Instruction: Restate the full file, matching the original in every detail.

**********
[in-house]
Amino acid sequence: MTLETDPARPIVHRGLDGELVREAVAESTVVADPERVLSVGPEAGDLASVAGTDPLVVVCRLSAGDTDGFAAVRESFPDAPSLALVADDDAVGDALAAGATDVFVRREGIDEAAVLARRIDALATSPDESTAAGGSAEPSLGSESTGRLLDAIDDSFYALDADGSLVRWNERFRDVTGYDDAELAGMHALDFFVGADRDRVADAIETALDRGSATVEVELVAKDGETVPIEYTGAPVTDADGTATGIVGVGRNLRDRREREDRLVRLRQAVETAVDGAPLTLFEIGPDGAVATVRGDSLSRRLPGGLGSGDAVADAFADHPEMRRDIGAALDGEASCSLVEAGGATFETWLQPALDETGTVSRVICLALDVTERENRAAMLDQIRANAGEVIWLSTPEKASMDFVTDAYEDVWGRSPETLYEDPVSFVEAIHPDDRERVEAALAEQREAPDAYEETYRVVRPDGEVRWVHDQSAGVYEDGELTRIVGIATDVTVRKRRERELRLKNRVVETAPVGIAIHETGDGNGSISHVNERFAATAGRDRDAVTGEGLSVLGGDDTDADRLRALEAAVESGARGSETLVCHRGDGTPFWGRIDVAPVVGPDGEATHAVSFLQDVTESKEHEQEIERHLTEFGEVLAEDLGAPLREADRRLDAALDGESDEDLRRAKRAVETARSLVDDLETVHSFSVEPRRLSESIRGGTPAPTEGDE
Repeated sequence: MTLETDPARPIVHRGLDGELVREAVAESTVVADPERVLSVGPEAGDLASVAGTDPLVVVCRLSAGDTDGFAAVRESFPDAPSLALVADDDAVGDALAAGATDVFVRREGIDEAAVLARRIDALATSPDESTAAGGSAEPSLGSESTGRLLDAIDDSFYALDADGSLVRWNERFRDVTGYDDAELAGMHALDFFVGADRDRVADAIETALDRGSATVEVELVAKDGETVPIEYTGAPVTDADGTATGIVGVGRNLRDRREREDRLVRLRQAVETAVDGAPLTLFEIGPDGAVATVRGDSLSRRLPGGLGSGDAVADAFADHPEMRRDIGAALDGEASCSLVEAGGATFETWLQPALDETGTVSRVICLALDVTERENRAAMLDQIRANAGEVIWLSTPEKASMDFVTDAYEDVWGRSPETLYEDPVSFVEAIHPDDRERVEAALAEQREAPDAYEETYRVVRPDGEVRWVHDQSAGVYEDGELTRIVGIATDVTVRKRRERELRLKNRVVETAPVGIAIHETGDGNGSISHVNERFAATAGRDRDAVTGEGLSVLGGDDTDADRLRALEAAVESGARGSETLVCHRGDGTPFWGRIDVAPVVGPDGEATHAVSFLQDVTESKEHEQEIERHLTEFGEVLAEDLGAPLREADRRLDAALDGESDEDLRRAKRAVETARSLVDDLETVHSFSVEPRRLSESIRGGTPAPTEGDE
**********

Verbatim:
[in-house]
Amino acid sequence: MTLETDPARPIVHRGLDGELVREAVAESTVVADPERVLSVGPEAGDLASVAGTDPLVVVCRLSAGDTDGFAAVRESFPDAPSLALVADDDAVGDALAAGATDVFVRREGIDEAAVLARRIDALATSPDESTAAGGSAEPSLGSESTGRLLDAIDDSFYALDADGSLVRWNERFRDVTGYDDAELAGMHALDFFVGADRDRVADAIETALDRGSATVEVELVAKDGETVPIEYTGAPVTDADGTATGIVGVGRNLRDRREREDRLVRLRQAVETAVDGAPLTLFEIGPDGAVATVRGDSLSRRLPGGLGSGDAVADAFADHPEMRRDIGAALDGEASCSLVEAGGATFETWLQPALDETGTVSRVICLALDVTERENRAAMLDQIRANAGEVIWLSTPEKASMDFVTDAYEDVWGRSPETLYEDPVSFVEAIHPDDRERVEAALAEQREAPDAYEETYRVVRPDGEVRWVHDQSAGVYEDGELTRIVGIATDVTVRKRRERELRLKNRVVETAPVGIAIHETGDGNGSISHVNERFAATAGRDRDAVTGEGLSVLGGDDTDADRLRALEAAVESGARGSETLVCHRGDGTPFWGRIDVAPVVGPDGEATHAVSFLQDVTESKEHEQEIERHLTEFGEVLAEDLGAPLREADRRLDAALDGESDEDLRRAKRAVETARSLVDDLETVHSFSVEPRRLSESIRGGTPAPTEGDE
Repeated sequence: MTLETDPARPIVHRGLDGELVREAVAESTVVADPERVLSVGPEAGDLASVAGTDPLVVVCRLSAGDTDGFAAVRESFPDAPSLALVADDDAVGDALAAGATDVFVRREGIDEAAVLARRIDALATSPDESTAAGGSAEPSLGSESTGRLLDAIDDSFYALDADGSLVRWNERFRDVTGYDDAELAGMHALDFFVGADRDRVADAIETALDRGSATVEVELVAKDGETVPIEYTGAPVTDADGTATGIVGVGRNLRDRREREDRLVRLRQAVETAVDGAPLTLFEIGPDGAVATVRGDSLSRRLPGGLGSGDAVADAFADHPEMRRDIGAALDGEASCSLVEAGGATFETWLQPALDETGTVSRVICLALDVTERENRAAMLDQIRANAGEVIWLSTPEKASMDFVTDAYEDVWGRSPETLYEDPVSFVEAIHPDDRERVEAALAEQREAPDAYEETYRVVRPDGEVRWVHDQSAGVYEDGELTRIVGIATDVTVRKRRERELRLKNRVVETAPVGIAIHETGDGNGSISHVNERFAATAGRDRDAVTGEGLSVLGGDDTDADRLRALEAAVESGARGSETLVCHRGDGTPFWGRIDVAPVVGPDGEATHAVSFLQDVTESKEHEQEIERHLTEFGEVLAEDLGAPLREADRRLDAALDGESDEDLRRAKRAVETARSLVDDLETVHSFSVEPRRLSESIRGGTPAPTEGDE